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Page last updated at 06:03 GMT, Thursday, 14 April 2011 07:03 UK
Today: Thursday 14th April

Concerns raised over the level of stillbirths in the UK. In a major speech, David Cameron will say some communities have suffered "discomfort and disjointedness" because of the level of immigration. Also in today's programme, the Greek roots of one of Britain's most patriotic songs.

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Business news with Lesley Curwen: The head of BP is to face shareholders over the Gulf of Mexico oil spill and his strategy in Russia. One shareholder, Bill Seddon of the Church Investors Group, talks about objections to the company's plan. And Paul Renken, mining analyst at VSA Capital, considers how the commodities trader, Glencore, will cope with the launch of an estimated £37bn flotation.

BP's shareholders are gathering for their annual meeting, almost exactly a year after the Deepwater Horizon disaster and the Gulf of Mexico oil spill . Diane Wilson, a Gulf shrimper and campaigner against corporate abuses, explains her battle for compensation.

The impact of Nato's air campaign continues to be questioned as fierce fighting continues in Libya. Jeremy Bowen reports from Tripoli. And the BBC's Andy Hosken asks rebels in Misrata about how effective their western allies have been.

The number of women suffering the pain and sadness of stillbirth is too high in the UK, according to new research published in the Lancet. Judith Schott, of the charity Sands, explains why nations such as Norway and Australia have reduced their rates of stillbirth, but we have not.

Business news with Lesley Curwen.

Rule Britannia may stir feelings of patriotism in even the most stoic of hearts, but one academic has discovered that, after close scrutiny, our national anthem may in fact have traces of the foreign. Cressida Ryan, from the Classics faculty at Oxford University, explains her findings.

Sports news with Garry Richardson.

Almost one year on from the Gulf of Mexico oil spill, BP shareholders are meeting to talk about the company's future. Business editor Robert Peston outlines the argument over a Russian deal. And the geologist Richard Miller, who worked for BP for 27 years, looks at its new venture.

Paper review.

An adviser to the Welsh Assembly has said that a universal strategy for higher education fees should be introduced across the UK. Education correspondent Gillian Hargreaves explains the difference in tuition rates across the UK and questions if such diversity is sustainable.

Thought for the Day with the Chief Rabbi, Lord Sacks.

In a speech today, the prime minister is expected to talk about the benefits of immigration in Britain, but will also admit that it has recently been too high and may have led to discomfort and disjointedness in some neighbourhoods. Damian Green, the immigration minister, explains the coalition policy.

A study in the Lancet medical journal says that the rate of stillbirths in the UK has remained too high, while other nations have seen big improvements in the last decade. Alice Pullen, who describes herself on her blog as "the mother of one perfect boy who didn't quite make it into our big wide world", talks about her experience of stillbirth. And one of the authors of the paper, Cambridge University's Professor Gordon Smith, looks at how to tackle the problem.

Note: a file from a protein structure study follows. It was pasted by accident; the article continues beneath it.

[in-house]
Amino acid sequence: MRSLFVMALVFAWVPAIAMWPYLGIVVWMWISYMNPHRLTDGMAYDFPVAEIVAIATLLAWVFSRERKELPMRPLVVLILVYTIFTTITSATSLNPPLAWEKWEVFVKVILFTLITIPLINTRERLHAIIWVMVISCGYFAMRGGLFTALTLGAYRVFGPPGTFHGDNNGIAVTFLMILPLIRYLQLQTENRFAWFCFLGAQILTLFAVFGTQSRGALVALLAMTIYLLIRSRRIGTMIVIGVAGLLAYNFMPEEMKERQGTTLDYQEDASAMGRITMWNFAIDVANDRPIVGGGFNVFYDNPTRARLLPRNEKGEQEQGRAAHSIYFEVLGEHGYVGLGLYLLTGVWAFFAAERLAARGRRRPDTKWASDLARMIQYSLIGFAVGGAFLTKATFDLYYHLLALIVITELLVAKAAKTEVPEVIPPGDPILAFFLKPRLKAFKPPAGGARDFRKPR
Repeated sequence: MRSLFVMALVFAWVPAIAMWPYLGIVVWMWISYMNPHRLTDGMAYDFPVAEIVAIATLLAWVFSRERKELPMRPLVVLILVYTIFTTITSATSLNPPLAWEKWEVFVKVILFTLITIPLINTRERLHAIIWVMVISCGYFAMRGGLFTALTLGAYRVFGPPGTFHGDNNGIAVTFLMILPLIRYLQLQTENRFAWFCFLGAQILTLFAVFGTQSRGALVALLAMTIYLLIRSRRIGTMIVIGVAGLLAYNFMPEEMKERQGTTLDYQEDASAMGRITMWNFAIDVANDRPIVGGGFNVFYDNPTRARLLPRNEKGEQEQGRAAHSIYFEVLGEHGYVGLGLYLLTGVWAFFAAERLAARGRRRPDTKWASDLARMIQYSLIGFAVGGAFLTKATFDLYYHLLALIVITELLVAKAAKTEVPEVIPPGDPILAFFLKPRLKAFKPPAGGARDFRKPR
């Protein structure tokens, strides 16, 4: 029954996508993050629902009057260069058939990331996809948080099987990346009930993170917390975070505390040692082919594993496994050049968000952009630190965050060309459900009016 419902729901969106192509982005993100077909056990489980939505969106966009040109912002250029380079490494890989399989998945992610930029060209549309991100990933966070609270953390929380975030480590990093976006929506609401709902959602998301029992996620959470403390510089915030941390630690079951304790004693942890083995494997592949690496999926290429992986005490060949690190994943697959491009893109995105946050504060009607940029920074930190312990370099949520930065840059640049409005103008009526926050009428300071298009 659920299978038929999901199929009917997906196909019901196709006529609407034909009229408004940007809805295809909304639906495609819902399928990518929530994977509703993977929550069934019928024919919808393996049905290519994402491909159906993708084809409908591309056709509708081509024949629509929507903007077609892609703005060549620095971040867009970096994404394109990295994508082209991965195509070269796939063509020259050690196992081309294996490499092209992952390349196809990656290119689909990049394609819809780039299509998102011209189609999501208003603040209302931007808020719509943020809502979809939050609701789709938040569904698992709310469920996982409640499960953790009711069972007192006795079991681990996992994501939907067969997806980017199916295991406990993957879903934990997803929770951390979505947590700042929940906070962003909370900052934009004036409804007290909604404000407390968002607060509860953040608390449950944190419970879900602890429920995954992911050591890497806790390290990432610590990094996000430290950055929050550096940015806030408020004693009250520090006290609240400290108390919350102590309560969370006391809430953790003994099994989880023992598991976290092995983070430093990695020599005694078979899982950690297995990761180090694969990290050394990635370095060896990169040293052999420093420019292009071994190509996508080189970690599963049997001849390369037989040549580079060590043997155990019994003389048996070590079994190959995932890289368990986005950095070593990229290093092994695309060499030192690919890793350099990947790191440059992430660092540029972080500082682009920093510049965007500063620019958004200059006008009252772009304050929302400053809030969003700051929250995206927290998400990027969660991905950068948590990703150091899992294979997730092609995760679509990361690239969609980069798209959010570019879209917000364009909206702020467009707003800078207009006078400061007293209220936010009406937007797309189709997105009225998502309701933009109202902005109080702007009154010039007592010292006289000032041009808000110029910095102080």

While the US takes a back seat in Libya, France has taken a major role in the fight against Colonel Gaddafi, as well as in the Ivory Coast. Sir Christopher Meyer, former ambassador to the US, and Charlie Wolf, the political commentator, examine this unusual diplomatic reversal.

The celebrated bassist and singer-songwriter Bootsy Collins has enjoyed a career spanning four decades, performing with musicians including James Brown, Parliament-Funkadelic and his own Rubber Band. Today presenter Evan Davis met him to discuss his new album, Tha Funk Capital of the World, and to ask him about the new generation of artists inspired by his music.

Sports news with Garry Richardson.

David Cameron is making a speech on immigration today, in which he is expected to comment on the positive effects, but also the strains that it places on some communities. Tom Brake, spokesman on home affairs and justice for the Liberal Democrats, explains his own party's reaction.

Business news with Lesley Curwen.

In only three weeks' time, Britain will vote on a whether to adopt the Alternative Vote system, an issue that has not yet seemed to grip the hearts or minds of the nation. In order to explore the impact of the system, John Curtice, professor of politics at the University of Strathclyde, examines how AV would have affected recent general election results.

Could the horrible pain of arthritis be reduced by putting your hands in a multi-sensory box? Dr Roger Newport, associate professor at Nottingham University's school of Psychology, explains what exactly a multi-sensory box is, and how it might help.

Twenty-six-year-old Liam Burns is the new president of the National Union of Students. He talks about his role and why he will be campaigning hard for a graduate tax to replace the fees system in England.

Following the announcement of a planned pause in the Health Service Reform Bill Mike Grannatt, former head of the Government Information Service, and documentary-maker Michael Cockerell, debate if it is a good idea or merely a less painful way of saying goodbye.



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